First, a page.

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4.7: Adding Recursion

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  • \( \newcommand{\vecs}[1]{\overset { \scriptstyle \rightharpoonup} {\mathbf{#1}} } \) \( \newcommand{\vecd}[1]{\overset{-\!-\!\rightharpoonup}{\vphantom{a}\smash {#1}}} \)\(\newcommand{\id}{\mathrm{id}}\) \( \newcommand{\Span}{\mathrm{span}}\) \( \newcommand{\kernel}{\mathrm{null}\,}\) \( \newcommand{\range}{\mathrm{range}\,}\) \( \newcommand{\RealPart}{\mathrm{Re}}\) \( \newcommand{\ImaginaryPart}{\mathrm{Im}}\) \( \newcommand{\Argument}{\mathrm{Arg}}\) \( \newcommand{\norm}[1]{\| #1 \|}\) \( \newcommand{\inner}[2]{\langle #1, #2 \rangle}\) \( \newcommand{\Span}{\mathrm{span}}\) \(\newcommand{\id}{\mathrm{id}}\) \( \newcommand{\Span}{\mathrm{span}}\) \( \newcommand{\kernel}{\mathrm{null}\,}\) \( \newcommand{\range}{\mathrm{range}\,}\) \( \newcommand{\RealPart}{\mathrm{Re}}\) \( \newcommand{\ImaginaryPart}{\mathrm{Im}}\) \( \newcommand{\Argument}{\mathrm{Arg}}\) \( \newcommand{\norm}[1]{\| #1 \|}\) \( \newcommand{\inner}[2]{\langle #1, #2 \rangle}\) \( \newcommand{\Span}{\mathrm{span}}\)\(\newcommand{\AA}{\unicode[.8,0]{x212B}}\)

    Once your merge method is working correctly, you can try out a simple version of merge sort:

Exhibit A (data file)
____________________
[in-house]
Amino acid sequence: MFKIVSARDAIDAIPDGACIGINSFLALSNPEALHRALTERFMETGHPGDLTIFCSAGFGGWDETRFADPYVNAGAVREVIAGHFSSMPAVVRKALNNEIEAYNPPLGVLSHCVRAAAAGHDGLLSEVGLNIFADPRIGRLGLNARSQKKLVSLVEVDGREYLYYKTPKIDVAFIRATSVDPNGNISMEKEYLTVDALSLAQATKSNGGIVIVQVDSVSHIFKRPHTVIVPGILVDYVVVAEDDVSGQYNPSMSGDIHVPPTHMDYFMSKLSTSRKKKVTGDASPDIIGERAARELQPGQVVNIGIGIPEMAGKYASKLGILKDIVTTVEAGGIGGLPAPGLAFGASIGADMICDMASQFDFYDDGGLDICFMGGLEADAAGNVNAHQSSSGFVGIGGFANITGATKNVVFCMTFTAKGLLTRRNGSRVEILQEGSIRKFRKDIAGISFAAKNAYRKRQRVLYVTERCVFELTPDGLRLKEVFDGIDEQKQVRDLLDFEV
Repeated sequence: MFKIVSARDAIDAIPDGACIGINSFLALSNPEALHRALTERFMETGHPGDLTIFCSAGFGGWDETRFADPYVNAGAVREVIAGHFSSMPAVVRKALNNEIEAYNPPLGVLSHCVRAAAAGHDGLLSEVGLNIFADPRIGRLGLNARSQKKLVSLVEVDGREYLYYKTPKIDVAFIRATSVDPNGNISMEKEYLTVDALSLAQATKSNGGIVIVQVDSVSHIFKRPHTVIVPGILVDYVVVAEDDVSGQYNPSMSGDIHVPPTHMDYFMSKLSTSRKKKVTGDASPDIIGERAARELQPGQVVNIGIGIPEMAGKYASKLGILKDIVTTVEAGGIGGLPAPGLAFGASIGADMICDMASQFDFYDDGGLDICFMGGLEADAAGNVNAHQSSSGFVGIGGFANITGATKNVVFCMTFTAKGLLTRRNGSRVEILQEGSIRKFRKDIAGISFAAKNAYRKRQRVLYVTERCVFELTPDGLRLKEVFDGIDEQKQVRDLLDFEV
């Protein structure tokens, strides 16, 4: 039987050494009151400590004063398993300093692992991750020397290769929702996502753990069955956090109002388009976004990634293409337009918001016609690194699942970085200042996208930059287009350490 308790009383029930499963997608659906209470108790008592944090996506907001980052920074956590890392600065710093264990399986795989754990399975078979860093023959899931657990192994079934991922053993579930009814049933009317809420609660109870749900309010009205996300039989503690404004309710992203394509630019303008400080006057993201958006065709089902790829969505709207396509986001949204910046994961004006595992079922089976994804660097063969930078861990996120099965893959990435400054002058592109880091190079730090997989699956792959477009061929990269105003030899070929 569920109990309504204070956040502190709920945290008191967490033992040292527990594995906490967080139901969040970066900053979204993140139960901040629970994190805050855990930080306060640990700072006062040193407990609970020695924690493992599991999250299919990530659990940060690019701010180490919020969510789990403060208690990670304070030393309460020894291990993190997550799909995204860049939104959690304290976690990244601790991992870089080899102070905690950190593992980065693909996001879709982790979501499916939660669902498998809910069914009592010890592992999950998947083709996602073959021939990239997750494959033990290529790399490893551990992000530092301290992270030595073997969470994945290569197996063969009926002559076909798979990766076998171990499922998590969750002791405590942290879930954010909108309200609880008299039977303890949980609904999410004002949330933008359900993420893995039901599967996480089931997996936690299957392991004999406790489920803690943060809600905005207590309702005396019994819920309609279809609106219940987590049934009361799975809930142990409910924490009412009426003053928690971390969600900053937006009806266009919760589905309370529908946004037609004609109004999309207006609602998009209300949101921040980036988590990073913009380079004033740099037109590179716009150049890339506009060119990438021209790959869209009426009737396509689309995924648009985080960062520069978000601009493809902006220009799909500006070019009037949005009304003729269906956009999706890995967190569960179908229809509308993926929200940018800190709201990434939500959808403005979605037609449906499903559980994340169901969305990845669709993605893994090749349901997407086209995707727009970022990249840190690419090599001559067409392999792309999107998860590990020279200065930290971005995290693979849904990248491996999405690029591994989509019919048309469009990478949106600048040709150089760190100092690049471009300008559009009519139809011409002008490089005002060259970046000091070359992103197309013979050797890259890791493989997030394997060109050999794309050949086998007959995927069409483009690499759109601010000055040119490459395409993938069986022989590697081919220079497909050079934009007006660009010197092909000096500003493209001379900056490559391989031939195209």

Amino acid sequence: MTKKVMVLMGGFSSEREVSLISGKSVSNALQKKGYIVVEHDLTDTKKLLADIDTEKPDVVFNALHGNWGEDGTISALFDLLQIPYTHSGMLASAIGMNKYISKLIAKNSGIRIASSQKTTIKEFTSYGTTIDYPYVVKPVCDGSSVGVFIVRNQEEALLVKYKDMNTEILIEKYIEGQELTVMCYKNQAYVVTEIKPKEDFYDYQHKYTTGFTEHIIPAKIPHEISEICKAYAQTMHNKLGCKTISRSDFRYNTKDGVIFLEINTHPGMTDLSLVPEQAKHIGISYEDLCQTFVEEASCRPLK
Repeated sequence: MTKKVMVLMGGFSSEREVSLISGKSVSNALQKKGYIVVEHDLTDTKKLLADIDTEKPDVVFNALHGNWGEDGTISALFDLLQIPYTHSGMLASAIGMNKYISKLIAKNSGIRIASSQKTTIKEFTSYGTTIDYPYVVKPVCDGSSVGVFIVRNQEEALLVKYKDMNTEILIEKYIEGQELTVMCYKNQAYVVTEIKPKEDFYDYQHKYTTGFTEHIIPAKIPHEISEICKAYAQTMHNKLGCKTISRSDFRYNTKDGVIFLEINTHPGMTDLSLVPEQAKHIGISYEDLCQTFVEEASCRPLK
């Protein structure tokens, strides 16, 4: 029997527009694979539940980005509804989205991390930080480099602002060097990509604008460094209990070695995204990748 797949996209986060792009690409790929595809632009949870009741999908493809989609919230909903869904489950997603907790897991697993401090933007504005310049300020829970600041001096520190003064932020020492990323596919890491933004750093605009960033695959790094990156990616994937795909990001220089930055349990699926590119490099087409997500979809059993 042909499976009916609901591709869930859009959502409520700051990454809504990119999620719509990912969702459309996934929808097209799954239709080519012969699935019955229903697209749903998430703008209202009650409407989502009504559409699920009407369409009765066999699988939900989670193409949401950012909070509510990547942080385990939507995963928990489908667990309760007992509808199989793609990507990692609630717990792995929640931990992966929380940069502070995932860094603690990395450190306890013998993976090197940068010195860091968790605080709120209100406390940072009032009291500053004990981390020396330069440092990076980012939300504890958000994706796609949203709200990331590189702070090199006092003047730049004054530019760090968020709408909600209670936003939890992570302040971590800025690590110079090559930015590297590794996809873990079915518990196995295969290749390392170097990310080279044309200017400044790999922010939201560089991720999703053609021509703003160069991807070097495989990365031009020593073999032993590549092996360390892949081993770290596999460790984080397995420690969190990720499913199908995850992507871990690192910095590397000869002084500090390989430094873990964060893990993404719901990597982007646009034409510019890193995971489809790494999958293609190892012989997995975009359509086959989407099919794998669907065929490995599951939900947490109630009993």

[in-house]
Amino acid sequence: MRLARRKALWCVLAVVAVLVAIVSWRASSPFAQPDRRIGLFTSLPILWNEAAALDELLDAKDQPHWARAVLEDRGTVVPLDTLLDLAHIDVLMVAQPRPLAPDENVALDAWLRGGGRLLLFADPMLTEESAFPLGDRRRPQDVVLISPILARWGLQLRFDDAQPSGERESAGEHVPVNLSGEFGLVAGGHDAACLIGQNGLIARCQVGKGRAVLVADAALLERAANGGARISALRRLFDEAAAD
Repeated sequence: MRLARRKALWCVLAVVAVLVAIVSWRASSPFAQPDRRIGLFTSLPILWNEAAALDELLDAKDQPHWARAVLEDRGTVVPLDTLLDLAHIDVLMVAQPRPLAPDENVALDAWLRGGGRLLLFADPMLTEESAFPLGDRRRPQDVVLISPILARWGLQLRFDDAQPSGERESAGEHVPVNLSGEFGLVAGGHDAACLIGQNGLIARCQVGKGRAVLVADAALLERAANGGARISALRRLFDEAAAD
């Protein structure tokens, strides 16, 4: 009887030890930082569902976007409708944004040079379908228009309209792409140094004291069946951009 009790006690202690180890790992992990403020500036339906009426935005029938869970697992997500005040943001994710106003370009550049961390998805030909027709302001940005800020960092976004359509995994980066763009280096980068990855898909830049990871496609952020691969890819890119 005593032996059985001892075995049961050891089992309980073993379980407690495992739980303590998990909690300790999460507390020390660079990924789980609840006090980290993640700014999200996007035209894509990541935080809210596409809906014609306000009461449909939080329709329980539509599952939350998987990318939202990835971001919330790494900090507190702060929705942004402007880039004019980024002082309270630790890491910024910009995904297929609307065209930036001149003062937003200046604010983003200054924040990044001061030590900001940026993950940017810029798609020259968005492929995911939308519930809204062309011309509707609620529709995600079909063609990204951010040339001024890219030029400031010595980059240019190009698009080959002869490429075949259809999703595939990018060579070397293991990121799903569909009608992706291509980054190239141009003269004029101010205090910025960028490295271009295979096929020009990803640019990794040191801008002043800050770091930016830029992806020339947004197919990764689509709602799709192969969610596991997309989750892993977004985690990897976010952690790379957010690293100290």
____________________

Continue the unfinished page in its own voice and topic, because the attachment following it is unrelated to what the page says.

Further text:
public Deck almostMergeSort() {
        // divide the deck into two subdecks
        // sort the subdecks using selectionSort
        // merge the two halves and return the result

    An exercise at the end of the chapter asks you to implement this algorithm. Once you get it working, the real fun begins! The magical thing about merge sort is that it is inherently recursive.

    At the point where you sort the subdecks, why should you invoke the slower algorithm, selectionSort? Why not invoke the spiffy new mergeSort you are in the process of writing? Not only is that a good idea, it is necessary to achieve the log2 performance advantage.

    To make mergeSort work recursively, you have to add a base case; otherwise it repeats forever. A simple base case is a subdeck with 0 or 1 cards. If mergeSort receives such a small subdeck, it can return it unmodified since it would already be sorted.

    The recursive version of mergeSort should look something like this:

    public Deck mergeSort() {
        // if the deck is 0 or 1 cards, return it
        // divide the deck into two subdecks
        // sort the subdecks using mergeSort
        // merge the two halves and return the result

    As usual, there are two ways to think about recursive programs: you can think through the entire flow of execution, or you can make the “leap of faith” (see Section 6.8). This example should encourage you to make the leap of faith.

    When you used selectionSort to sort the subdecks, you didn’t feel compelled to follow the flow of execution. You just assumed it works because you had already debugged it. And all you did to make mergeSort recursive was replace one sorting algorithm with another. There is no reason to read the program any differently.

    Well, almost. You might have to give some thought to getting the base case right and making sure that you reach it eventually. But other than that, writing the recursive version should be no problem.

    This page titled 4.7: Adding Recursion is shared under a CC BY-NC-SA 3.0 license and was authored, remixed, and/or curated by Allen B. Downey (Green Tea Press) .

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